Before the Coffee Gets Cold by Toshikazu Kawaguchi – Review

The novel takes place in a mysterious cafe in Tokyo called “Funiculi Funicula”. The cafe is owned by Nagare and his wife Kei along with a waitress called Kazu. However, this isn’t your normal cafe, customers have the opportunity to travel back in time. They must sit on a specific chair, name the time, wait for the coffee to pour and viola. But, there are many rules, the most important one however is “you must return to the present before the coffee gets cold. Also, going back in time won’t change the future!

Even if you return to the past, reveal your feelings, and ask him not to go, it won’t change the present Fumiko reacted impulsively to Kazu’s cold hard words, “That sort of defeats the purpose, don’t you think’ she said defiantly ‘Easy now…..let’s not shoot the messenger,’ Hirai said.

I’ve read a number of time travelling books and watched many movies on the subject, this was definitely a unique interpretation of time travel. I liked how the book was split into 4 sections focused on different characters who wish to go back in time. I was really drawn to each of the characters reasoning behind going back in time, but I think one that really touched me was the story about a woman whose husband had dementia and begins to forget her. So she goes back in time to a particular event that happens in the cafe. The story towards the end called “Mother and Daughter” though was just heartbreaking and really played with my heartstrings.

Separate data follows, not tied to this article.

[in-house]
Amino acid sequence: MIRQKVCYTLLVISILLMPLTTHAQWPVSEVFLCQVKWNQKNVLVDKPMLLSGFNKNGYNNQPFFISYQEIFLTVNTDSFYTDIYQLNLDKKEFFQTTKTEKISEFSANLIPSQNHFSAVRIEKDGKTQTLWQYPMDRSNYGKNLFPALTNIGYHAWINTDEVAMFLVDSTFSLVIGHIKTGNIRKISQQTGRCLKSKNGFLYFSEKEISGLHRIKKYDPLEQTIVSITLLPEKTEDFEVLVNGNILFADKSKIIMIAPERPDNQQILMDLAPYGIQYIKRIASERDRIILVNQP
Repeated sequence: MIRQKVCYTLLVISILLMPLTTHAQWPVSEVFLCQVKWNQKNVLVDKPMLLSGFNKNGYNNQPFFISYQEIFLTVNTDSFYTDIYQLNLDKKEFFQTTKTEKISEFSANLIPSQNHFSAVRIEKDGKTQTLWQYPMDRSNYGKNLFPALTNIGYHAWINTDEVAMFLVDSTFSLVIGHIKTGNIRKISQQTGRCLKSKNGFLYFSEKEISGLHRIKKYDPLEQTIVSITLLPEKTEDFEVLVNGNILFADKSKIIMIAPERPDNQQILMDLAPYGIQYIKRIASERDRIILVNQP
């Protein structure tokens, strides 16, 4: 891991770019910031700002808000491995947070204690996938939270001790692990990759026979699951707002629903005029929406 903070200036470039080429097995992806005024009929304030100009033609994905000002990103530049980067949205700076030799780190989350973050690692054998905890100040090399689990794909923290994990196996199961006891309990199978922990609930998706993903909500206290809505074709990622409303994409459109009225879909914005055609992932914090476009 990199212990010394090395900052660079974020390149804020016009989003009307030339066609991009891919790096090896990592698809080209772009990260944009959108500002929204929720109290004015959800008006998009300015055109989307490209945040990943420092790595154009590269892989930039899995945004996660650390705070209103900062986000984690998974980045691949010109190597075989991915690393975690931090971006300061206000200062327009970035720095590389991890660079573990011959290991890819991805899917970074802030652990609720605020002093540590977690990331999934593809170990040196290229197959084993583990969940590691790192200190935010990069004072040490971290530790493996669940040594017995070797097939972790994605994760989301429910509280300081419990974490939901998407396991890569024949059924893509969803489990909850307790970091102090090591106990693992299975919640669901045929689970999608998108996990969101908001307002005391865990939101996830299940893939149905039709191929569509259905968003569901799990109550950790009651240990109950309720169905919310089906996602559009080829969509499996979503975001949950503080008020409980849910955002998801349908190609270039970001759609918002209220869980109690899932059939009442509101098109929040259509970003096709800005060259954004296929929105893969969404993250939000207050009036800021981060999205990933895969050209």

“Water flows from high places to low places. That is the nature of gravity. Emotions also seem to act according to gravity. When in the presence of someone with whom you have a bond, and to whom you have entrusted your feelings, it is hard to lie and get away with it.”

Although each story is different, I would say the central theme is the idea of closure for things we never got to do or say to the ones who mean a lot to us. This is a factor that really stuck with me. We all have those little regrets we wish we could rectify and Toshikazu made me wish this was possible, wishful thinking though I guess.

For me it was a very cosy and light read even though it gets a bit emotional at times. The story really opens up more and more as you get deeper into the story. Although, some might find it boring because it’s not one of those in your face novels. It was the kind of story where you can just sit by the fire and just absorb yourself in the journey.


Published by Adeel Reads

Just a fellow avid reader who loved recommending books he has enjoyed :D

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